A thoroughly entertaining and affecting remembrance.

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A man recounts the depths of addiction and the miracles of recovery in this debut memoir.

“I had my first drink at the age of six.” So begins Preston’s account of his long descent into alcoholism and drug dependency. From this first taste of a partially consumed glass of whiskey at a family Christmas party in 1970, Preston was immediately hooked: “It opened my eyes in a way they had never been opened.” The book describes the curious coming-of-age moments in the life of a young addict: buying Champale from a diner as a junior high school student, imitating singer Barry White’s deep voice in order to pass for an adult; smoking marijuana and drinking malt liquor while waiting for the school bus; and getting an A on a test during his first semester of college while using cocaine, then failing out two semesters later—while using more cocaine. Preston later got a job at an insurance company, had a daughter out of wedlock, discovered crack cocaine, and got arrested. The author encountered the very worst that addiction had to offer during a decadeslong struggle that saw him in and out of jobs, relationships, prison, hospitals, and rehabilitation centers, and involved in all manner of scams. Eventually, he says, he became a person that he could no longer recognize, love, or respect. Despite this, he managed to clean up his life, find peace, and live to tell the tale. Preston is a talented storyteller and a fine writer with an endearing sense of humor and a great memory for detail. The way he writes about drugs, in particular, is compelling—and interestingly, he writes about popular music in much the same way. For instance, he describes the work of the funk-rock band Parliament-Funkadelic thusly: “This stuff was raw like sushi and I craved it more and more.” The author manages to accomplish the difficult task of writing about addiction in a lively way, and despite the fact that he confesses to legitimately horrible things, he manages to keep readers on his side. Preston crafts a sympathetic, honest, and satisfying tale of despair and redemption.

A thoroughly entertaining and affecting remembrance.

Pub Date: Sept. 23, 2016

ISBN: 978-0-9977906-0-3

Page Count: 264

Publisher: CreateSpace

Review Posted Online: June 20, 2017

Kirkus Reviews Issue: Aug. 1, 2017


If the authors are serious, this is a silly, distasteful book. If they are not, it’s a brilliant satire.

The authors have created a sort of anti-Book of Virtues in this encyclopedic compendium of the ways and means of power.

Everyone wants power and everyone is in a constant duplicitous game to gain more power at the expense of others, according to Greene, a screenwriter and former editor at Esquire (Elffers, a book packager, designed the volume, with its attractive marginalia). We live today as courtiers once did in royal courts: we must appear civil while attempting to crush all those around us. This power game can be played well or poorly, and in these 48 laws culled from the history and wisdom of the world’s greatest power players are the rules that must be followed to win. These laws boil down to being as ruthless, selfish, manipulative, and deceitful as possible. Each law, however, gets its own chapter: “Conceal Your Intentions,” “Always Say Less Than Necessary,” “Pose as a Friend, Work as a Spy,” and so on. Each chapter is conveniently broken down into sections on what happened to those who transgressed or observed the particular law, the key elements in this law, and ways to defensively reverse this law when it’s used against you. Quotations in the margins amplify the lesson being taught. While compelling in the way an auto accident might be, the book is simply nonsense. Rules often contradict each other. We are told, for instance, to “be conspicuous at all cost,” then told to “behave like others.” More seriously, Greene never really defines “power,” and he merely asserts, rather than offers evidence for, the Hobbesian world of all against all in which he insists we live. The world may be like this at times, but often it isn’t. To ask why this is so would be a far more useful project.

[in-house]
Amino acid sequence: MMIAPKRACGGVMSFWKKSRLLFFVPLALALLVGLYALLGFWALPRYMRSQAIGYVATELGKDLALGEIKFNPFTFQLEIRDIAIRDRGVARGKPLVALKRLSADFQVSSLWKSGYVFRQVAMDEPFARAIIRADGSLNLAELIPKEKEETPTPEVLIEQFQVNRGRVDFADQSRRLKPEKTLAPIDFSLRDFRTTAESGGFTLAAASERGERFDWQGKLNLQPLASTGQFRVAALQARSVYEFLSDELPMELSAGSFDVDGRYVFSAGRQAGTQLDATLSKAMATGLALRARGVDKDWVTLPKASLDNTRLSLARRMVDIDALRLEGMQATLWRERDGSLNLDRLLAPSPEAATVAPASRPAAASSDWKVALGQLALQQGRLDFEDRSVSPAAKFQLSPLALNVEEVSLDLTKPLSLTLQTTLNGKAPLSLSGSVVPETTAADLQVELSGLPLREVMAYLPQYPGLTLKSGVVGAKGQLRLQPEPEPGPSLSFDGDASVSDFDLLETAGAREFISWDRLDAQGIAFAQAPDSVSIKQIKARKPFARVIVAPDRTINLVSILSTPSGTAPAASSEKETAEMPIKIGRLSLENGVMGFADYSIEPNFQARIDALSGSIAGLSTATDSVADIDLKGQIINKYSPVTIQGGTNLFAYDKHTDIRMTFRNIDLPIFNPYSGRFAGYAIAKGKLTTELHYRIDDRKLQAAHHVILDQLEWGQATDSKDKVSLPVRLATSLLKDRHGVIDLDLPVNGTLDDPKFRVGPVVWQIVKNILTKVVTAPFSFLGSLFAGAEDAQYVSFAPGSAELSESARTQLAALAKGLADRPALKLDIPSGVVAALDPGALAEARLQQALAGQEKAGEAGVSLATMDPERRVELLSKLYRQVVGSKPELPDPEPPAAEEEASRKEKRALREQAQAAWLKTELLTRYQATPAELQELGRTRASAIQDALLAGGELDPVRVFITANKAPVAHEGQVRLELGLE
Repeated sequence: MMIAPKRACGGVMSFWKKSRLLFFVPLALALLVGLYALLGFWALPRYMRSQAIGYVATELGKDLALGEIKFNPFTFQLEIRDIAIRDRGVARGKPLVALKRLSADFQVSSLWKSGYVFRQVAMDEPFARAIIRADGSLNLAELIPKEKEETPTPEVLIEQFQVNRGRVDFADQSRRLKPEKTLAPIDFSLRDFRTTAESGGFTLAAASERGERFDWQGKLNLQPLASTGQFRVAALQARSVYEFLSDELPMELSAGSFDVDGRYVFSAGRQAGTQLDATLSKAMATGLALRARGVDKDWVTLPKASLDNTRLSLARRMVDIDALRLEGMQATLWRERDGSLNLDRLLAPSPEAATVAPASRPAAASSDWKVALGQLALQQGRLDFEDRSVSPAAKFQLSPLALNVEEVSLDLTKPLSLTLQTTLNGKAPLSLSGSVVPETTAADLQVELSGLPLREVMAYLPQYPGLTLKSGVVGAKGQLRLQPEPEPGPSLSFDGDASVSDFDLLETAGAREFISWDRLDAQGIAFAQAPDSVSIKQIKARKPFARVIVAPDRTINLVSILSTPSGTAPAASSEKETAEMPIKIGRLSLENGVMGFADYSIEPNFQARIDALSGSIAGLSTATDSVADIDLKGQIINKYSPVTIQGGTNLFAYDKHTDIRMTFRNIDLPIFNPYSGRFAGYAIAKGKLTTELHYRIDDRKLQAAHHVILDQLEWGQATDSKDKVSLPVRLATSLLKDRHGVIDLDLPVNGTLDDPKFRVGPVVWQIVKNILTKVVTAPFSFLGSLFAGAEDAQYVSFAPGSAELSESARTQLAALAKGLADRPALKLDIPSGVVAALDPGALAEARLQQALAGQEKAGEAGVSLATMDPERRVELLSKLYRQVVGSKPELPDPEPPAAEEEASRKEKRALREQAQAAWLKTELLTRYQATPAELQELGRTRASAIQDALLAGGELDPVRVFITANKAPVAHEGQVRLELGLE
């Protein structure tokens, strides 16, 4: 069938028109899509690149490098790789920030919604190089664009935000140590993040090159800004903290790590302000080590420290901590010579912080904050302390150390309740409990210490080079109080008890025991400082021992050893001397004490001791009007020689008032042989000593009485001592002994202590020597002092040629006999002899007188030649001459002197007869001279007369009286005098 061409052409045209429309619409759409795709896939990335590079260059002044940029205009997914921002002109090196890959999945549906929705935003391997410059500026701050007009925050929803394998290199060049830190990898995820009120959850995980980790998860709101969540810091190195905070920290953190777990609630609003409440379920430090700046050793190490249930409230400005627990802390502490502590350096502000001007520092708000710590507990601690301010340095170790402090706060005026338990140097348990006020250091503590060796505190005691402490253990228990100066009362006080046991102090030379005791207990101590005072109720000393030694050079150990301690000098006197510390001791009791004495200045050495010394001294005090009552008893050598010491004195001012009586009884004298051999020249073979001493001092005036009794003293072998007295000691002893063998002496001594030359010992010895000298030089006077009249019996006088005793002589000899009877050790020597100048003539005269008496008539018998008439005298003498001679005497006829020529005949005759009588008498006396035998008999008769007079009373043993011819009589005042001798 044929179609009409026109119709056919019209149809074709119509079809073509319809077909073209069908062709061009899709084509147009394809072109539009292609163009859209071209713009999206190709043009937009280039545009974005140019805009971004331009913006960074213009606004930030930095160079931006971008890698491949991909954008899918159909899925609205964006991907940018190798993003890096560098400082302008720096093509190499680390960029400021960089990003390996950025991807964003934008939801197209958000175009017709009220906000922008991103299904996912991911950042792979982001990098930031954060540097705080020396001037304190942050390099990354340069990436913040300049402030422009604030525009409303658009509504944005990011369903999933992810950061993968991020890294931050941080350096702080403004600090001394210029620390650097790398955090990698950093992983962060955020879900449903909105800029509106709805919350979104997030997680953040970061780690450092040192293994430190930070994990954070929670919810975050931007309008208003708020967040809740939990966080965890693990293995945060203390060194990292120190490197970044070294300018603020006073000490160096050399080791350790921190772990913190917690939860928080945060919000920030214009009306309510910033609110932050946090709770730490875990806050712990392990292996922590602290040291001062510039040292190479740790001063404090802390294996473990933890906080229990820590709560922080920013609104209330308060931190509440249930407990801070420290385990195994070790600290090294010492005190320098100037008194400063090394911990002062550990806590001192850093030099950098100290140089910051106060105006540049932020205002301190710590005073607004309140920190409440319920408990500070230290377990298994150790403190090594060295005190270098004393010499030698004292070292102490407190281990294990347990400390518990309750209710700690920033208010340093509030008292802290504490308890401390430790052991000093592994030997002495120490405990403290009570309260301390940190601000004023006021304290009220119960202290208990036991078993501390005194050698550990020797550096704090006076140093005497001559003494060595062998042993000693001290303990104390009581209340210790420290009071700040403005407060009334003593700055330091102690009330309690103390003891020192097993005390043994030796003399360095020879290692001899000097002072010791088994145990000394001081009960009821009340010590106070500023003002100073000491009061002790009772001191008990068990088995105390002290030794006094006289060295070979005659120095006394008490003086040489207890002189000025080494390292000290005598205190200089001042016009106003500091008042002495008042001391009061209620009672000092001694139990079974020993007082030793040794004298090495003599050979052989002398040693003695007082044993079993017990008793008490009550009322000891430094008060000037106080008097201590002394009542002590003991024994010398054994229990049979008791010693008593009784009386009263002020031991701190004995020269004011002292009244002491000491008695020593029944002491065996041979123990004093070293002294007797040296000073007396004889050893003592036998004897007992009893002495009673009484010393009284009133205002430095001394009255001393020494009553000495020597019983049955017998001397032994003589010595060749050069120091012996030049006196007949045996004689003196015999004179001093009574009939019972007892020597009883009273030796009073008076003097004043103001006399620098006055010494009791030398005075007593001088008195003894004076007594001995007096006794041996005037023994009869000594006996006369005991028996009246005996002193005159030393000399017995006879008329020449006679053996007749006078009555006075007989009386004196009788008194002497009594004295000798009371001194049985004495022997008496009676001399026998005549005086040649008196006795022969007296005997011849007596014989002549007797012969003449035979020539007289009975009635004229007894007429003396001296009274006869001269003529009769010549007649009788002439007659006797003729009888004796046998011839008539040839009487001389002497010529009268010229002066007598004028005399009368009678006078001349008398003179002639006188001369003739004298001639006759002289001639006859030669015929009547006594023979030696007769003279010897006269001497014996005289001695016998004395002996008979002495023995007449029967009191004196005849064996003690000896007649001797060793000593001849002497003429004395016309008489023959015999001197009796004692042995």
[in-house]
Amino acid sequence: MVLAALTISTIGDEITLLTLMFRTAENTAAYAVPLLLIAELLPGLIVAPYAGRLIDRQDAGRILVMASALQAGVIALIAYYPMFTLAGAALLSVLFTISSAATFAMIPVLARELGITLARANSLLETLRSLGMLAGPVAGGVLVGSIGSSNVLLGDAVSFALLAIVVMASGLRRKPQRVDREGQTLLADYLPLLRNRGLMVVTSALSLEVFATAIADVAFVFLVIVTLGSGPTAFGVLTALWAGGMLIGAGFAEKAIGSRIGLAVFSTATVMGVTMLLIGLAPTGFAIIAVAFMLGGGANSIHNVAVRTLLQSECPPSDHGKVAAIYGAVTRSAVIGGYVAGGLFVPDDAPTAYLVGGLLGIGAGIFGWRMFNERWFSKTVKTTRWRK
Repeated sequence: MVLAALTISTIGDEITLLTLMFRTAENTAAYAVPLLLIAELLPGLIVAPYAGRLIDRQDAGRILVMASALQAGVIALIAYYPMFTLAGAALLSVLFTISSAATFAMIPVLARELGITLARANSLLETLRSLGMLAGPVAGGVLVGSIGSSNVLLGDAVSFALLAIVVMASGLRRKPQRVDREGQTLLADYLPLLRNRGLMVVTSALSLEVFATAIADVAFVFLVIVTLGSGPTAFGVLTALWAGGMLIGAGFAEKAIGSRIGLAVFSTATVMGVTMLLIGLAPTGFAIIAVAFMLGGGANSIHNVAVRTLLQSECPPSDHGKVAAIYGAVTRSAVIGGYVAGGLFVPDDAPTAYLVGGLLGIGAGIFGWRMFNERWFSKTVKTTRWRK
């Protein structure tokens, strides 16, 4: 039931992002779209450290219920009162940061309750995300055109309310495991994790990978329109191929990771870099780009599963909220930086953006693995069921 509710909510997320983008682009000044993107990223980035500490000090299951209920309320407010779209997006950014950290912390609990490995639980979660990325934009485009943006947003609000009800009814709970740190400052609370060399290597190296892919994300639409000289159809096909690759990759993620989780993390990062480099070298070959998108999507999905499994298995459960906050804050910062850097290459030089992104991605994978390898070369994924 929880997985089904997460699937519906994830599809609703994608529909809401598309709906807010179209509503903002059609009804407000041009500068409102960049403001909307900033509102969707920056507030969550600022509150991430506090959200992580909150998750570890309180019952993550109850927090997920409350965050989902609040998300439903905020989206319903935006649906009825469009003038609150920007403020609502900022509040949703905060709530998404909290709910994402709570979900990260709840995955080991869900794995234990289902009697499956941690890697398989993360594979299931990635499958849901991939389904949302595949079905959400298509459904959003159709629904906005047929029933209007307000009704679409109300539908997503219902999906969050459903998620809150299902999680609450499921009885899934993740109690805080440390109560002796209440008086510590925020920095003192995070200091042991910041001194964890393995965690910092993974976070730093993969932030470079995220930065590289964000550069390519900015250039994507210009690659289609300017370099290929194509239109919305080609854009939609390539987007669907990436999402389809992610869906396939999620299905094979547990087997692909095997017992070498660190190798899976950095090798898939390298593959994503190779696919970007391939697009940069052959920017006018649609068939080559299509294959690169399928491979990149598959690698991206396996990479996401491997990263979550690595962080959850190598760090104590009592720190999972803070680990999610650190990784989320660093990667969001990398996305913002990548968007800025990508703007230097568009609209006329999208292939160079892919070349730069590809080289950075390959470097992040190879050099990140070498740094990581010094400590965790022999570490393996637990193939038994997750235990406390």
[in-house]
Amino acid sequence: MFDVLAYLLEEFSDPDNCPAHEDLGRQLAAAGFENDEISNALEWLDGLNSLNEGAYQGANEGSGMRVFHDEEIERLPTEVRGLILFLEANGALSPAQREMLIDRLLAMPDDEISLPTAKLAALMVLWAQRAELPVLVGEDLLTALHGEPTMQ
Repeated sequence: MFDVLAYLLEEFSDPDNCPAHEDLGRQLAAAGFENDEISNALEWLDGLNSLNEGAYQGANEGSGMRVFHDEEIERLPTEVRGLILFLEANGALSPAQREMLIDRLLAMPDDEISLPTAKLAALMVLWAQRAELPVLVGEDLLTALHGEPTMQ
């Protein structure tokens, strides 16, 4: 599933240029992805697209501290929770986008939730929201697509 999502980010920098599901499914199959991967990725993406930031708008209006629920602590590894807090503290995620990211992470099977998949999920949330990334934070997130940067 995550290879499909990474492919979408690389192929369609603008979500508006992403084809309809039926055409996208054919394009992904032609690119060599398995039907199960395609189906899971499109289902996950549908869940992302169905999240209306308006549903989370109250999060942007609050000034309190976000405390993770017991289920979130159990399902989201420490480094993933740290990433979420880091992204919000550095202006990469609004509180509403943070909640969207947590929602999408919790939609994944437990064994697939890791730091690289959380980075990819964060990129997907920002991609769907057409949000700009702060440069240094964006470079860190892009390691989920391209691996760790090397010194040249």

If the authors are serious, this is a silly, distasteful book. If they are not, it’s a brilliant satire.

Pub Date: Sept. 1, 1998

ISBN: 0-670-88146-5

Page Count: 430

Publisher: Viking

Review Posted Online: May 19, 2010

Kirkus Reviews Issue: July 15, 1998


The author's youthfulness helps to assure the inevitable comparison with the Anne Frank diary although over and above the...

Elie Wiesel spent his early years in a small Transylvanian town as one of four children. 

He was the only one of the family to survive what Francois Maurois, in his introduction, calls the "human holocaust" of the persecution of the Jews, which began with the restrictions, the singularization of the yellow star, the enclosure within the ghetto, and went on to the mass deportations to the ovens of Auschwitz and Buchenwald. There are unforgettable and horrifying scenes here in this spare and sombre memoir of this experience of the hanging of a child, of his first farewell with his father who leaves him an inheritance of a knife and a spoon, and of his last goodbye at Buchenwald his father's corpse is already cold let alone the long months of survival under unconscionable conditions. 

The author's youthfulness helps to assure the inevitable comparison with the Anne Frank diary although over and above the sphere of suffering shared, and in this case extended to the death march itself, there is no spiritual or emotional legacy here to offset any reader reluctance.

Pub Date: Jan. 16, 2006

ISBN: 0374500010

Page Count: 120

Publisher: Hill & Wang

Review Posted Online: Oct. 7, 2011

Kirkus Reviews Issue: Jan. 15, 2006

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